It’s natural to measure your success against the successes of others. It can be a helpful way of deciding on your long-term business goals and what level you want to be aiming for. But what about measuring two potential versions of your business against one another? This can be just as valuable and is the foundation of what A/B testing represents.
What is A/B testing?
In essence, A/B testing is the only reliable way to evaluate your conversions. It’s a way of getting data directly from customer behaviours and if you’re not using it then you could be doing yourself a disservice.
Also known as split testing, A/B testing refers to the process of directly comparing two versions of one thing (which could be anything from a website to a blog post), and then measuring their performance against one another. This is generally done by trialling one version with group A and one version with group B and then seeing how they stack up against each other like a competition.
The theory is that the one that performs best is the one you go forward with. It’s a tactic that has been used by businesses for decades, but is particularly useful when it comes to digital marketing.
A/B testing benefits
As long as it’s well planned and well implemented, A/B testing can significantly boost the effectiveness of your campaigns and content by narrowing down the most effective elements. By combining these, you can also create something that pulls the best elements from both.
It’s a proven way of gathering empirical data and improving bottom-line conversions that lets you know what works and what doesn’t work, and backs that up with usable evidence. This allows you to make more informed decisions and takes a lot of the guesswork out of marketing.
A/B testing example
If you have two different marketing strategies to choose from, then A/B testing will allow you to pit them against each other. Target one strategy at group A and the other at group B and then use whatever metrics you prefer to figure out which performs best.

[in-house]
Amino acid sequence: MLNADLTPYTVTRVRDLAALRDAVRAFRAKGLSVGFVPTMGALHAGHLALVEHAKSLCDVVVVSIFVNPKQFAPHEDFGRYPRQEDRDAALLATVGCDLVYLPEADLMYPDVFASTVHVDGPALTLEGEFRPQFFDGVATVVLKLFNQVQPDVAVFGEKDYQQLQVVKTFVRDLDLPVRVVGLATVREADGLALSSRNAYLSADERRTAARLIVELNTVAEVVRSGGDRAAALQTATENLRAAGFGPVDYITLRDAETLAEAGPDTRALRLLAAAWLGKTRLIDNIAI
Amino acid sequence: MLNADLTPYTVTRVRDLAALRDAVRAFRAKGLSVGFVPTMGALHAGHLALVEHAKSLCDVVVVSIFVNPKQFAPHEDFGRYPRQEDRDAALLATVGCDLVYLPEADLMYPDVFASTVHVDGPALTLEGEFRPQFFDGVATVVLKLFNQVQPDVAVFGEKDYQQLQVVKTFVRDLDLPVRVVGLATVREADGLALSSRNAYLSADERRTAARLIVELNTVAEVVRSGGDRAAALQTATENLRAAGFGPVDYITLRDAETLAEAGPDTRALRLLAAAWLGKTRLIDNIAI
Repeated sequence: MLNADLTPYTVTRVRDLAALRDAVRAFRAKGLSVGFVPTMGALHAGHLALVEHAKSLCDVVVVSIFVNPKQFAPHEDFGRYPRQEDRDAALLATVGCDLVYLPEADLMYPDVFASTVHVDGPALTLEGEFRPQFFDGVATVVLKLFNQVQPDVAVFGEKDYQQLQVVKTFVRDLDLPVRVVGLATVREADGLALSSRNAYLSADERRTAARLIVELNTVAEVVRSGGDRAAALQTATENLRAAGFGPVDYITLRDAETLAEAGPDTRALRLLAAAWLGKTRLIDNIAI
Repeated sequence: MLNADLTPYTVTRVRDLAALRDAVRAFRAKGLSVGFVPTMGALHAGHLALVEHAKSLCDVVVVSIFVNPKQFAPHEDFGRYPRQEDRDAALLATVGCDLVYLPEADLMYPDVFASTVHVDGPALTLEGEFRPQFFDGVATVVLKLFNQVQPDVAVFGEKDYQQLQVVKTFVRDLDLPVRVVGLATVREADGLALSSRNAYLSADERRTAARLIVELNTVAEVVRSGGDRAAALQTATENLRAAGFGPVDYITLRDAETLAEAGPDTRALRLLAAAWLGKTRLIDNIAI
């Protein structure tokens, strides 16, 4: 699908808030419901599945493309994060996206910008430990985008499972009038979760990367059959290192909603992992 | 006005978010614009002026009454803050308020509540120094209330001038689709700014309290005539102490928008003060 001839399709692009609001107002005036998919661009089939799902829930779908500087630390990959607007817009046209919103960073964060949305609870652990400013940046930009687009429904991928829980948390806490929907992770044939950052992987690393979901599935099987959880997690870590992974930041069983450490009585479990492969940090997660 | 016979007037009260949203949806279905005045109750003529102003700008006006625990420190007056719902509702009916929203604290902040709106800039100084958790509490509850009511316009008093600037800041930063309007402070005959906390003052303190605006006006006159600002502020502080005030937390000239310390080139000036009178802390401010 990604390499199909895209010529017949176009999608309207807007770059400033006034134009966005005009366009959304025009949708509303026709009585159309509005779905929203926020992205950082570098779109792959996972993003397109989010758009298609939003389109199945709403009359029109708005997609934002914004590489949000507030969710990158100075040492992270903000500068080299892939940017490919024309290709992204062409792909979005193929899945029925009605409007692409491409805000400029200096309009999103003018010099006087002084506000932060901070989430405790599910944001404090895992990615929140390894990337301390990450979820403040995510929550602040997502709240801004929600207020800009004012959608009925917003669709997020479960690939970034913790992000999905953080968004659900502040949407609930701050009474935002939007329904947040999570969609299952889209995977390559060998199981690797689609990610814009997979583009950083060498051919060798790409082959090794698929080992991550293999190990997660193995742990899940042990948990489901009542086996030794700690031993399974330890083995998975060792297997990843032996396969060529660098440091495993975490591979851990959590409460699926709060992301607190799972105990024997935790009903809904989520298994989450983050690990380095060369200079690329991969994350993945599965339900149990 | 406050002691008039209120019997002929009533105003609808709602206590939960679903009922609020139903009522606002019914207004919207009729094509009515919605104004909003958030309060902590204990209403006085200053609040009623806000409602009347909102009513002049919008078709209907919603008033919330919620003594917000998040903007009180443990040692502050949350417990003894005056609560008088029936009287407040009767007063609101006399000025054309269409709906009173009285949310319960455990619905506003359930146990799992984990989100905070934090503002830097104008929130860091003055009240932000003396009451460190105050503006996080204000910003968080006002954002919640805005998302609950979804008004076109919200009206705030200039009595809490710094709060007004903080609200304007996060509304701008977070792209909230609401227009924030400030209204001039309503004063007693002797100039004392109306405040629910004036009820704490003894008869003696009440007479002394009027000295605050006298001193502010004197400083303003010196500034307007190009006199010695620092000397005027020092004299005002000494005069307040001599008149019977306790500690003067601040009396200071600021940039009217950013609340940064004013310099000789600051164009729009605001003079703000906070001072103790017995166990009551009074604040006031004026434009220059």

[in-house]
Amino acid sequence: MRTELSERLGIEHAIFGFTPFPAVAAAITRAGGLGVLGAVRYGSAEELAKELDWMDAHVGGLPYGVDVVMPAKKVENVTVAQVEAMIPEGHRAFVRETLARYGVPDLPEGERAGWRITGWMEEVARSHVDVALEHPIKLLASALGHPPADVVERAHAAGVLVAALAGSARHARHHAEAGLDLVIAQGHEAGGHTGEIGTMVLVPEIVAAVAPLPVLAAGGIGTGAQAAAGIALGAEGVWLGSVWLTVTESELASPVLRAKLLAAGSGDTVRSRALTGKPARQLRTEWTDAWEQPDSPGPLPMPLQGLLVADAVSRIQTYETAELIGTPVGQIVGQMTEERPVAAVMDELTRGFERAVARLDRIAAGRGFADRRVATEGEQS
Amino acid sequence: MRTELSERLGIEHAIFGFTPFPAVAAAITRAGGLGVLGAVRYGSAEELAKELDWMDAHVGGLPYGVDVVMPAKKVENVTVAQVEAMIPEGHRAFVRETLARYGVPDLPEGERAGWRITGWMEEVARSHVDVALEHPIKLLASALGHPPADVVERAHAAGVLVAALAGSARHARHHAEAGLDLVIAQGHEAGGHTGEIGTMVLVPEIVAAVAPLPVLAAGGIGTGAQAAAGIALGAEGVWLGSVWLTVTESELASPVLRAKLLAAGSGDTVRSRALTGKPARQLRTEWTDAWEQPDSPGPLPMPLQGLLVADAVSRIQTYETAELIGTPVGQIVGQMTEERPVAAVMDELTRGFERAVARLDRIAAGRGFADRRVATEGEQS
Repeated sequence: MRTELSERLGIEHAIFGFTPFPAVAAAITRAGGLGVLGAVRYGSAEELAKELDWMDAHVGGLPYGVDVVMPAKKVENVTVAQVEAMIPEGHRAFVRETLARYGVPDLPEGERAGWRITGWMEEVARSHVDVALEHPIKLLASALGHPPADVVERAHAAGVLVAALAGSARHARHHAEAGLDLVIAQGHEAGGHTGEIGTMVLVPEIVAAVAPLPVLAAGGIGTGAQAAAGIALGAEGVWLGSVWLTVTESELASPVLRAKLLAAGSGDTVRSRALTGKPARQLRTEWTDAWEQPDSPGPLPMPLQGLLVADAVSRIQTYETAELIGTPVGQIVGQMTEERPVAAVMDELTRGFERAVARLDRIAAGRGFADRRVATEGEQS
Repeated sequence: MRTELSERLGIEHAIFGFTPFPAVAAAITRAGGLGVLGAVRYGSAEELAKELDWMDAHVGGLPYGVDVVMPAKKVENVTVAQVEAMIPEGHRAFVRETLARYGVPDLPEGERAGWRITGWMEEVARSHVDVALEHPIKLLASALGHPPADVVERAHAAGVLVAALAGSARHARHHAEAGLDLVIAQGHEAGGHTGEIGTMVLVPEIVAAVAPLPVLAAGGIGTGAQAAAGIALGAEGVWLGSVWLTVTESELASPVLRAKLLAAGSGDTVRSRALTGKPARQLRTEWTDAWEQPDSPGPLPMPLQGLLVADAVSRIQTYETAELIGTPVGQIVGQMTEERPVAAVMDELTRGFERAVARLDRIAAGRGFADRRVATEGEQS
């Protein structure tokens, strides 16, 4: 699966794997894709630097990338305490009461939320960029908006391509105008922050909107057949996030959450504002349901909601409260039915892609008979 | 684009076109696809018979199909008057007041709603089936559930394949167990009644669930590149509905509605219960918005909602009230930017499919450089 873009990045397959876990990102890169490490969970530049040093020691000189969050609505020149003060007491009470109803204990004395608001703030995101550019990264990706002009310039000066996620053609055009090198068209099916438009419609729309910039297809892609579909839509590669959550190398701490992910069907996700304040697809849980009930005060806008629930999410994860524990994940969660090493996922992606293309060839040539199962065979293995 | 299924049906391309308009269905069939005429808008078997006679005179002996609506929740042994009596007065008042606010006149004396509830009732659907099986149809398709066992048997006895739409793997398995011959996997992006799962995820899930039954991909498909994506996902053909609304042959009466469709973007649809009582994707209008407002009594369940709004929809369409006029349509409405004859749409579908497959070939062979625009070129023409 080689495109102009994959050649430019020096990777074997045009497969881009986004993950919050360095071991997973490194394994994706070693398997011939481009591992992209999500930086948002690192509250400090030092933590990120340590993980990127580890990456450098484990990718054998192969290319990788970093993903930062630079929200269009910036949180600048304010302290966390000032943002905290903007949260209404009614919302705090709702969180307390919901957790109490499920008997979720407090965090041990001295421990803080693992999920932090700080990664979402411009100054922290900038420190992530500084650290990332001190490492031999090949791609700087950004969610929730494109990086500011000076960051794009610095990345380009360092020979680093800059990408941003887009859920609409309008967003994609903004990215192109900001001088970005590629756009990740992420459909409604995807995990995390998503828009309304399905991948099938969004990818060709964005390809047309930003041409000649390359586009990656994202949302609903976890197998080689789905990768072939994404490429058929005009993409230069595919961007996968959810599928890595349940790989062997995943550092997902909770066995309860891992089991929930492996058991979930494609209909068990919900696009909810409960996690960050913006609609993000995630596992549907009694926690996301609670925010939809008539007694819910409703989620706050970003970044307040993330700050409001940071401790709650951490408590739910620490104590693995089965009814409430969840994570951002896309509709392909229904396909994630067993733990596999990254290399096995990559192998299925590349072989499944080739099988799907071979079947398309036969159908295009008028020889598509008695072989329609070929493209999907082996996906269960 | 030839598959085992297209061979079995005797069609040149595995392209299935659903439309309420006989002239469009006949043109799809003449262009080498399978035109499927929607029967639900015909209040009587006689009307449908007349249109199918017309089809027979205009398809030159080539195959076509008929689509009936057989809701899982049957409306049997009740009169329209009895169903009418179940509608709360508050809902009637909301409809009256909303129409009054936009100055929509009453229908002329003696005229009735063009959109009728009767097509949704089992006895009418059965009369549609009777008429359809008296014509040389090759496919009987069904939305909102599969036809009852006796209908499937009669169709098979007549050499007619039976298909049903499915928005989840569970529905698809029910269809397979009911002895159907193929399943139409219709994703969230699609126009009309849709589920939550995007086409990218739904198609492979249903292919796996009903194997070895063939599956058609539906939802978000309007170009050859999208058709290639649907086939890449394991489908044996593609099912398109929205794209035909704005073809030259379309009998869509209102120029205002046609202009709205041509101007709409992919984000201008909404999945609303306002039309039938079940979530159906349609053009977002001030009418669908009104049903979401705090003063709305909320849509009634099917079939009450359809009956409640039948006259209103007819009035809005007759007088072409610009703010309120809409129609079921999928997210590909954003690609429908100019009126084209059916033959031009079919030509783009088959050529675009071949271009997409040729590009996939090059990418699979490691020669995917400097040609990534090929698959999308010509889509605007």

Planning an A/B test
Figure out what you want to test and whether it’s going to be an off-site or an on-site test.
Make a list of all the variables you’ll be testing. These can include anything from the text in a piece of ad copy or an email, to the colour of a logo for a website design or where you decide to place an advertisement in a digital marketing campaign.
Decide on the metrics you’ll be using.
Have a clear idea of the results you’re looking for. Use your current results as a baseline and work up from that.
Run your tests simultaneously to account for timing variations and to avoid having to factor in any of the variables that could change from day to day.
What can you test?
The great thing about A/B testing is just how flexible it is. If you can change it then you can test it. For e-commerce, it could be sales while for B2B it could be lead generation. When it comes to copy, you can test anything from headlines and text to calls to action and where certain things are placed on the page. Be aware, however, that testing more than one thing at a time (known as multi-variate testing) can be quite complicated.
A/B testing tools
Google Analytics is comfortably the most widely used tool for analytical comparison when it comes to A/B testing, as it is very powerful. There are free versions available. If you wish to take it further, however, there are dozens of tools online such as Optimizely and Leadformly that offer more unique and specific features.
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